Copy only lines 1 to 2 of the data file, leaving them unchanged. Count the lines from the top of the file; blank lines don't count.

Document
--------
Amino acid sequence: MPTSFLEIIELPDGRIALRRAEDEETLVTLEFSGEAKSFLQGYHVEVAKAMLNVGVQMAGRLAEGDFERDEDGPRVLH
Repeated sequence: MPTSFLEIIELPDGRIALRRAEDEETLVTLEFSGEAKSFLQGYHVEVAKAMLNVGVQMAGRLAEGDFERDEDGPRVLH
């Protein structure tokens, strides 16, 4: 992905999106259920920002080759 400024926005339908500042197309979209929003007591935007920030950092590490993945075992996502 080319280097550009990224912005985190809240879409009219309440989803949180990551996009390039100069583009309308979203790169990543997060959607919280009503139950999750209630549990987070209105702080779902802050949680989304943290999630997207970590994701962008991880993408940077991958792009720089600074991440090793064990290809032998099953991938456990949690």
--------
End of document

Amino acid sequence: MPTSFLEIIELPDGRIALRRAEDEETLVTLEFSGEAKSFLQGYHVEVAKAMLNVGVQMAGRLAEGDFERDEDGPRVLH
Repeated sequence: MPTSFLEIIELPDGRIALRRAEDEETLVTLEFSGEAKSFLQGYHVEVAKAMLNVGVQMAGRLAEGDFERDEDGPRVLH